Cognitive behaviour therapy #3


Thursday 9th July

Having missed Session 2 last week due to having minor surgery to remove a mole from my arm, I’m all ready for this next instalment of Cognitive Behaviour Therapy: managing your actions.

So, what did we learn today, hey?
Stressed people think more anxiously about their life.
Stressed people avoid difficult situations, and may use safety behaviours as a way of coping.
Depressed people tend to withdraw from normal activities.
Stressed people tend to be on the lookout for threats.
Depressed people can feel isolated and lack confidence.

Okey dokey, I think I know all that to be true. So, what’s to do about it?

1. Work out exactly what the problem is. Take on the problems one at a time. Break down each problem into smaller chunks. Putting this into practice will mean a greater sense of control.

2. Facing the fear can test the reality of your feelings. Think about “What is the worst thing that can happen?” Brainstorm as many options or outcomes as possible, then weigh up the pros and cons. Work out a step by step plan, put it into action, then review the outcome.

3. Removing safety behaviours to confront fears. Some feel they need something to protect against threats or that which cannot be controlled. Working out what these are, or the ‘props’ that are used, is the first step. (Having ready-made excuses, medication in one’s pocket, having a drink before going out).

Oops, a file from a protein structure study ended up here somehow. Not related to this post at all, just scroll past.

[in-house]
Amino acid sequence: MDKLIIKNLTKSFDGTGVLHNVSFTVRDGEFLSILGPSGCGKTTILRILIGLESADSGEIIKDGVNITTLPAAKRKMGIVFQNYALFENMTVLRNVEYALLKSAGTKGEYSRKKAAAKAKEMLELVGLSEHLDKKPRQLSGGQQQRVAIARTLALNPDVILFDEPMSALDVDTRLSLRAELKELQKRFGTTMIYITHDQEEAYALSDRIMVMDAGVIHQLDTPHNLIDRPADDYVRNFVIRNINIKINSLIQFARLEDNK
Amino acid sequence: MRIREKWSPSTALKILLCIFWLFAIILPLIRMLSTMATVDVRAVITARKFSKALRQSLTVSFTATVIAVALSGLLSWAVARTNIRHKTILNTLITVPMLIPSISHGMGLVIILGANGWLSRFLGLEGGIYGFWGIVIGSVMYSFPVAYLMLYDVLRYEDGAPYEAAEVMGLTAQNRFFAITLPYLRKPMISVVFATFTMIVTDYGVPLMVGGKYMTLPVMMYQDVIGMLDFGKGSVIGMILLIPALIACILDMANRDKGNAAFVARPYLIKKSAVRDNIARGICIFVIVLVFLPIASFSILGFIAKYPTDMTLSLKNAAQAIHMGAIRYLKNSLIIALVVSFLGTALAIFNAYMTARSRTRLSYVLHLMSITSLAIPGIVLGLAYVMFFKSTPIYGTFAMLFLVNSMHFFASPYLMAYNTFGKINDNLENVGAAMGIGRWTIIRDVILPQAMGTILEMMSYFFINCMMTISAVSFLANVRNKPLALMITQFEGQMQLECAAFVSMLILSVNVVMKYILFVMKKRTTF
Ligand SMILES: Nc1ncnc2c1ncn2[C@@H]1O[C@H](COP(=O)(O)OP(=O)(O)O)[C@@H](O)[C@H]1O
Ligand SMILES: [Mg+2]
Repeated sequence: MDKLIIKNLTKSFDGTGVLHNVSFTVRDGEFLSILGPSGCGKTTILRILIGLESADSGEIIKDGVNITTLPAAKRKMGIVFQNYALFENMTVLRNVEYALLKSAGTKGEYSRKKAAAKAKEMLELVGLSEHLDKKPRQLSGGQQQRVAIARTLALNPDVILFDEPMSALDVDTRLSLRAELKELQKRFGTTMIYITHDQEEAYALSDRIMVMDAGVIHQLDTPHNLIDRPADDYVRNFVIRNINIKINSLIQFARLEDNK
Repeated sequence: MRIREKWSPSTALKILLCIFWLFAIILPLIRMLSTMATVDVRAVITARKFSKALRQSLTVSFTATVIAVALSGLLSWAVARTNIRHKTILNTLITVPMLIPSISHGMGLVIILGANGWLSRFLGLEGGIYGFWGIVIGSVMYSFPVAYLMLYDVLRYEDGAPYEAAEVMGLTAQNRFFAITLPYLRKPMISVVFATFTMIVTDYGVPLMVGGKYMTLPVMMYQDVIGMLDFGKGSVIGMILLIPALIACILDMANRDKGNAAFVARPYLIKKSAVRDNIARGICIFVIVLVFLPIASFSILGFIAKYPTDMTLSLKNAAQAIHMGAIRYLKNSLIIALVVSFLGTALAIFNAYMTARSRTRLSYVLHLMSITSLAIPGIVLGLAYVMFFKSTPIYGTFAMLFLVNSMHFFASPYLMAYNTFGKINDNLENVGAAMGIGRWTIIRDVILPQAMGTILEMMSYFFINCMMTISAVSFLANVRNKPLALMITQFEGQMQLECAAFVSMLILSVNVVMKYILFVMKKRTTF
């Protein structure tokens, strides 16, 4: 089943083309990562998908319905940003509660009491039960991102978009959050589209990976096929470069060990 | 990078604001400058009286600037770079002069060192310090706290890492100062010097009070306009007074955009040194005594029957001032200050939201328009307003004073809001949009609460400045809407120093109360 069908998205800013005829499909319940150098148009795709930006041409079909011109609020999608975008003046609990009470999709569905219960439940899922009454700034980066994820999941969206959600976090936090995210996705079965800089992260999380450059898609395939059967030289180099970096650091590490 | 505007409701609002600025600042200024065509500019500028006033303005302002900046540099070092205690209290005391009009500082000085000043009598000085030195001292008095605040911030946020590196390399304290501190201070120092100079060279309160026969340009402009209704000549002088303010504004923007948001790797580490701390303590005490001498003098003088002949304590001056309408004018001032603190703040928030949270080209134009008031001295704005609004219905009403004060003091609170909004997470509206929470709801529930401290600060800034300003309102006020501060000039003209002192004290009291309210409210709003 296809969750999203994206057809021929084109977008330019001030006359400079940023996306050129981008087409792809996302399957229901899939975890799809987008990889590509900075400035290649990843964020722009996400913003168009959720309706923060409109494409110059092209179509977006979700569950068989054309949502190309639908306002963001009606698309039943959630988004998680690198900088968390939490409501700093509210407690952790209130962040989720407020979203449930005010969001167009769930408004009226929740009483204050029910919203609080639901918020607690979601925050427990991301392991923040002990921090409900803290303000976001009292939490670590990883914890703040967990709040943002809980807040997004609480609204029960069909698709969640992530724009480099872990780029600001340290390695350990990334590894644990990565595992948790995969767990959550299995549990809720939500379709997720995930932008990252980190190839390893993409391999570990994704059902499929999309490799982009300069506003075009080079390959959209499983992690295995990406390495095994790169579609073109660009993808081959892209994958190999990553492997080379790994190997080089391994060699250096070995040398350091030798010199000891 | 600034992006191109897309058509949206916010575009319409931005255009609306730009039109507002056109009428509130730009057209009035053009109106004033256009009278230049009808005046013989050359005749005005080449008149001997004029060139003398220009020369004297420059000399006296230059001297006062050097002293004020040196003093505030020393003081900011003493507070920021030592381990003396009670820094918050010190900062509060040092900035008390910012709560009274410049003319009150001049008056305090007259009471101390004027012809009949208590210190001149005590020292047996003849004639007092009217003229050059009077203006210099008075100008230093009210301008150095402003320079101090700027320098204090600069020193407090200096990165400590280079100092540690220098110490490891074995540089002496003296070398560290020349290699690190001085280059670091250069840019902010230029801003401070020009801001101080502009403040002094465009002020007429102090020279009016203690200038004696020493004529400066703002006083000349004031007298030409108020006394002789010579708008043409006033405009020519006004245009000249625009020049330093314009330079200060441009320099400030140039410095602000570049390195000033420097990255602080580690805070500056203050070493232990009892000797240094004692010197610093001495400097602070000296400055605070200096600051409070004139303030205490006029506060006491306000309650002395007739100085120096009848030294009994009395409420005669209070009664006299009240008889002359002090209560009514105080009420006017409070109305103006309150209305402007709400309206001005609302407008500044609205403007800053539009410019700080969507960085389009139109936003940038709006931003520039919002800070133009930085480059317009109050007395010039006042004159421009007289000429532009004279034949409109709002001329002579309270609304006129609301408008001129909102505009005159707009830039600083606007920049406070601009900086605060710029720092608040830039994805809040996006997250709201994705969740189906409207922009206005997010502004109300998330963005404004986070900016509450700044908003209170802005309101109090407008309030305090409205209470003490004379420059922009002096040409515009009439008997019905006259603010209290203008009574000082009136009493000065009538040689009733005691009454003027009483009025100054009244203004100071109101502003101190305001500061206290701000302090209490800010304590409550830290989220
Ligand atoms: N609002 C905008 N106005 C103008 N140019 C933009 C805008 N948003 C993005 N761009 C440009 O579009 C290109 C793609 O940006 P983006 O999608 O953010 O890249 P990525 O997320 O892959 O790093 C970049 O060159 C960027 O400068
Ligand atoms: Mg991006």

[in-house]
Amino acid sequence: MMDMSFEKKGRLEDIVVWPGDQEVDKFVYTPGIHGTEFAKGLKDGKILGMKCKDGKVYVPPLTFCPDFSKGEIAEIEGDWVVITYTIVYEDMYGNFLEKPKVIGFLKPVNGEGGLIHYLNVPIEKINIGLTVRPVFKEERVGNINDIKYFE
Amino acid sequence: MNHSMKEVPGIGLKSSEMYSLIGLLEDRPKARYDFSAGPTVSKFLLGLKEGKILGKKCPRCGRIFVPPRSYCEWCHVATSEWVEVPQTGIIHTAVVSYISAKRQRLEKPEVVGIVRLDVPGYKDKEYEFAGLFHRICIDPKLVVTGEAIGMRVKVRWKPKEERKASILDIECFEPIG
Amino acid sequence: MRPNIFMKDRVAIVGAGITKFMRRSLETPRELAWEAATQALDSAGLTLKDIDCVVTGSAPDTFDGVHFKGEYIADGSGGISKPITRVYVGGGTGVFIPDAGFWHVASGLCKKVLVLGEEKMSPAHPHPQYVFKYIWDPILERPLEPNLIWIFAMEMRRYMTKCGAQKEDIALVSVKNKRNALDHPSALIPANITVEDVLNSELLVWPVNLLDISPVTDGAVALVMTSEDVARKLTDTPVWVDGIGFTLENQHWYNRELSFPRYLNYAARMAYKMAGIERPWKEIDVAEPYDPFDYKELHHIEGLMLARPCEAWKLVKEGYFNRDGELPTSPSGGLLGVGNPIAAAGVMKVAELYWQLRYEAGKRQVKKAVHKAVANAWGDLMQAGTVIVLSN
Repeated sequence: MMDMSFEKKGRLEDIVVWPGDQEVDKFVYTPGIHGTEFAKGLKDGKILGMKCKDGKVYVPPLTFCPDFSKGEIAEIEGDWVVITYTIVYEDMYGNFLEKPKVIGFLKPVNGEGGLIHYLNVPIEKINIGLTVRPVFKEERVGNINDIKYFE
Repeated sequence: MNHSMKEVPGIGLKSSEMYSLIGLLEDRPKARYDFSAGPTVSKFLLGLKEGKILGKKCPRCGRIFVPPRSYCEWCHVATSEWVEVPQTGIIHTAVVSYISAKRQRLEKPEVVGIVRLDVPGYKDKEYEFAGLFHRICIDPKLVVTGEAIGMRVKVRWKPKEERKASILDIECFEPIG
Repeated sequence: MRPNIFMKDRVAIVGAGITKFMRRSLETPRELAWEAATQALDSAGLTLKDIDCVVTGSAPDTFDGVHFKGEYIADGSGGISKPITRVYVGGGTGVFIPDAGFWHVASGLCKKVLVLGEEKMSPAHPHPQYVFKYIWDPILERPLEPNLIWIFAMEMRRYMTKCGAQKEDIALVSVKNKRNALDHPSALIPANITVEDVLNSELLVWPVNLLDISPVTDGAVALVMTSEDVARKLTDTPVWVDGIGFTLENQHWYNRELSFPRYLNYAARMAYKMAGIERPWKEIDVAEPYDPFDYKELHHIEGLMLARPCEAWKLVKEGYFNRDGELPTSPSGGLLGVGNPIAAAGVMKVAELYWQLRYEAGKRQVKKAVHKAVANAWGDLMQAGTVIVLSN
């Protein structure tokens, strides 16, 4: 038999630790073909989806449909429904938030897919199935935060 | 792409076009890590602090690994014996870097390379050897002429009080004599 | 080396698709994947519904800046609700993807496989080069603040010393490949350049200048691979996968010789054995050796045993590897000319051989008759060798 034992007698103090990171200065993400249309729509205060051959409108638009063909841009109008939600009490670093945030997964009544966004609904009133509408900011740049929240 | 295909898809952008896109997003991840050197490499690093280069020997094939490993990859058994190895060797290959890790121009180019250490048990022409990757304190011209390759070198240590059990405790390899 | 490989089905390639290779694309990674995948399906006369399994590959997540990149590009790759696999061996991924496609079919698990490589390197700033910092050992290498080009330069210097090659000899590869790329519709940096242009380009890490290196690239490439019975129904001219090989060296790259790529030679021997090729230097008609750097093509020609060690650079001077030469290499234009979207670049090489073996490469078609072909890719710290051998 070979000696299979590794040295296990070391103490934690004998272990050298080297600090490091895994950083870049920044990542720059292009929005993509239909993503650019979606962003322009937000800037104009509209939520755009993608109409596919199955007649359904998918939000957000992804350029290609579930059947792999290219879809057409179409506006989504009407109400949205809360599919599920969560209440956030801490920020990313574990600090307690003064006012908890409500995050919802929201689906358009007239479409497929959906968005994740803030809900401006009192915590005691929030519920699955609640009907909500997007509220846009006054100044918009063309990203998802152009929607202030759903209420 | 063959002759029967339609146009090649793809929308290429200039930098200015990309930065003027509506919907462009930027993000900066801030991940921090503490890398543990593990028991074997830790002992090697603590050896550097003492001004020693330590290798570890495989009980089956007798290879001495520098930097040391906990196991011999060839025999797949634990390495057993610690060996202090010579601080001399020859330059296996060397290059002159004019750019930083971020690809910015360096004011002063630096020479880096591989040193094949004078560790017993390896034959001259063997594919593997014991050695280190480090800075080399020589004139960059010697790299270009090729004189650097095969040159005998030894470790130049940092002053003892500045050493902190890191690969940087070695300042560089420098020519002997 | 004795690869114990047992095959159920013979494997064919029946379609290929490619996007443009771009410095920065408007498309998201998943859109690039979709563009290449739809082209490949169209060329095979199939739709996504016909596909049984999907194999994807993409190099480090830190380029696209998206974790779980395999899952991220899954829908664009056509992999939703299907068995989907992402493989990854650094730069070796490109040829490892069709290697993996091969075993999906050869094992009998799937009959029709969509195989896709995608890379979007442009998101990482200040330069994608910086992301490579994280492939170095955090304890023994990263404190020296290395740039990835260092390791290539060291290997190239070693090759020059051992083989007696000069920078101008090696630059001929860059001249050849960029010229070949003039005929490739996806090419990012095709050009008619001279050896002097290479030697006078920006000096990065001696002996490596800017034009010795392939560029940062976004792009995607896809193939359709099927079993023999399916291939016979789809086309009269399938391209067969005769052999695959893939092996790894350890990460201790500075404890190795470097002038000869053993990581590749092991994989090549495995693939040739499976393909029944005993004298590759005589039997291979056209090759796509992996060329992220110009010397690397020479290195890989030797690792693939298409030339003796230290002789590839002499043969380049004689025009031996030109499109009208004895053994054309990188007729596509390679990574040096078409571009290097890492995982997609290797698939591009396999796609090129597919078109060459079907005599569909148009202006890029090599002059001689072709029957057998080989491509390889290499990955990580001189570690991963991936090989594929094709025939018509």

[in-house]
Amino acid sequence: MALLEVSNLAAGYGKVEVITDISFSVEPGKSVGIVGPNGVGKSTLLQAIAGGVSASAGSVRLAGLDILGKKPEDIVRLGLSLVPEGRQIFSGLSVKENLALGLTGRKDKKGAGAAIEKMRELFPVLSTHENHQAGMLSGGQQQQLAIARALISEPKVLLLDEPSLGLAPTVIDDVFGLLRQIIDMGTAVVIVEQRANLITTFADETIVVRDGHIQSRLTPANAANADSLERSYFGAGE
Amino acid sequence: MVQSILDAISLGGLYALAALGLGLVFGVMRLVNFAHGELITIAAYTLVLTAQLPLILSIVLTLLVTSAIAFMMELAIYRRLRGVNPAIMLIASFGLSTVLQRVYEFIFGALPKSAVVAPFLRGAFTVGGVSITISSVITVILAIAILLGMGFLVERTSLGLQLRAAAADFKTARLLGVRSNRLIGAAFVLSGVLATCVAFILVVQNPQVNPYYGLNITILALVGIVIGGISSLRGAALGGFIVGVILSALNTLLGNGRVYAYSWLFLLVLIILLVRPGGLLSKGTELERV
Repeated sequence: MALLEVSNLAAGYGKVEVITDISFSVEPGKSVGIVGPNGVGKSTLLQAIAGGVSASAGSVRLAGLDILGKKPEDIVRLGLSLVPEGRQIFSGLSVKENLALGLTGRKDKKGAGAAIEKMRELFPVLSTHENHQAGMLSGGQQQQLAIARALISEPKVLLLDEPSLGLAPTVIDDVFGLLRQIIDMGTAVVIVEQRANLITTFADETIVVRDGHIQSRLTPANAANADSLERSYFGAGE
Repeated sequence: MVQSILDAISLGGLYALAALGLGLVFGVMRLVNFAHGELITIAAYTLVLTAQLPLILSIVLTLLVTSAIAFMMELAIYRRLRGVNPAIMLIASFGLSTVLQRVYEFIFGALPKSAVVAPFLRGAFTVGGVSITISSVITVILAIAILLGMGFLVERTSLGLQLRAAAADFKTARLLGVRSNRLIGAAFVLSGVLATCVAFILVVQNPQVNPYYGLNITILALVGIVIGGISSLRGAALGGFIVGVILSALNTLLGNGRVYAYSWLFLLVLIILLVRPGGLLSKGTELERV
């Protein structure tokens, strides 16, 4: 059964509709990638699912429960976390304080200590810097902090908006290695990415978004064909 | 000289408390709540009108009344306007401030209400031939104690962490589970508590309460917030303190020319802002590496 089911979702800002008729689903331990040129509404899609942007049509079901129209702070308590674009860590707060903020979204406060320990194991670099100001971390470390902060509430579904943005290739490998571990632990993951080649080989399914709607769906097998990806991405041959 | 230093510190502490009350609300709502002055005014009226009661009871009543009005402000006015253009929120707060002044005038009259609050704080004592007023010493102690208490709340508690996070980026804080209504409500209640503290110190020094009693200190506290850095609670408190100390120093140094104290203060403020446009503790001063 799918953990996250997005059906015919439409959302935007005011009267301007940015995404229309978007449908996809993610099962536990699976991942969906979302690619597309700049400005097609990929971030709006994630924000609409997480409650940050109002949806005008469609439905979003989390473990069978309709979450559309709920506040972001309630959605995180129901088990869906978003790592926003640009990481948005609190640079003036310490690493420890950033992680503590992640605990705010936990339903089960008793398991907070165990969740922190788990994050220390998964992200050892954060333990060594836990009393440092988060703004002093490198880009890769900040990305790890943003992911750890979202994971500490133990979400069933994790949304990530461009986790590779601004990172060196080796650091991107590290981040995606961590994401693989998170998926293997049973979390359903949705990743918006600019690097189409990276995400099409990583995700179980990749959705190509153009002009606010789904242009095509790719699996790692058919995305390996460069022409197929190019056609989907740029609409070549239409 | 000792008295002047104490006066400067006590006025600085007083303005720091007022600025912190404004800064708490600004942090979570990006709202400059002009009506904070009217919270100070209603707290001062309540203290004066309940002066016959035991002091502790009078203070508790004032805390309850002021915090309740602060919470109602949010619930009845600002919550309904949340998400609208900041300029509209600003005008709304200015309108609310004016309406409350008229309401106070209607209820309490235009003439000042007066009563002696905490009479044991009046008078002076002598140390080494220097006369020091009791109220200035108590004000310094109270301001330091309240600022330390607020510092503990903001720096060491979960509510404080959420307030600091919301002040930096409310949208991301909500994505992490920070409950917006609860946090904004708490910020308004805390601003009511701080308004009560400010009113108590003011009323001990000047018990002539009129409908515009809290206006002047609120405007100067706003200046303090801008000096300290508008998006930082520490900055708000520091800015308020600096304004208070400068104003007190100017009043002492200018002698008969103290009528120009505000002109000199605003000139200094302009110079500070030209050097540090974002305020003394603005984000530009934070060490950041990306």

Thinking about how these safety behaviours help or hinder, predict what would happen if they were not used.
Again, work out a step by step plan, put it into action and then review the situation. Start to remove as many safety behaviours as possible.

Well, I’m not sure how much of that applies to me, a lot of it was common sense.

And then we moved on to 20 Tips for Coping with Stress: things to consider
1. Deal with problems on the spot.
2. Nurture strong, confiding relationships.
3. Slow down.
4. Break problems up.
5. Avoid Must’s and Should’s.
6. Coping with ruts.
7. Take one thing at a time.
8. Look and sound relaxed.
9. Learn from past experience.
10. Don’t accept other people’s targets.
11. Healthy eating.
12. Stop smoking.
13. Situations outside your control.
14. Build relaxation into your life.
15. Prioritise.
16. Do the worst thing first.
17. Don’t try to be Superman or Wonderwoman.
18. Confide in others.
19. Other people’s shoes.
20. Keep up a routine.

So there we have it, in a nutshell.
Much to think about, lots I already put into practice.
But it’s not going to lift me out of this depressive hole I find myself in at present. That will take time, an awful lot of time. There is no predetermined exit point to actually stepping out into the light at the end of the tunnel. It will happen at some time, and I know I have to believe in that, otherwise what is the point? I do know I won’t feel like this forever. My depression is the result of the enormous grief I feel over the unexpected loss of my son. I’m allowed to feel like this, for the moment. But not always. I’ve got to tell myself that it will get better.

Thinking of you, my sweetest Angel in heaven xxxx

4 responses »

  1. “Deal with problems on the spot.” That sounds pretty stressful to me. I like to think about problems before I decide on the best way to deal with them.

    “Look and sound relaxed.” You mean fake it? That also sounds kinda stressful.

    Are you sure you’re in the right class? (Just kidding.) 🙂

    Liked by 1 person

    • I agree with you wholeheartedly. For the two sessions I’ve attended, I have left feeling more stressed than when I arrived.
      Some things I’ll just take with a pinch of salt.

      Liked by 1 person

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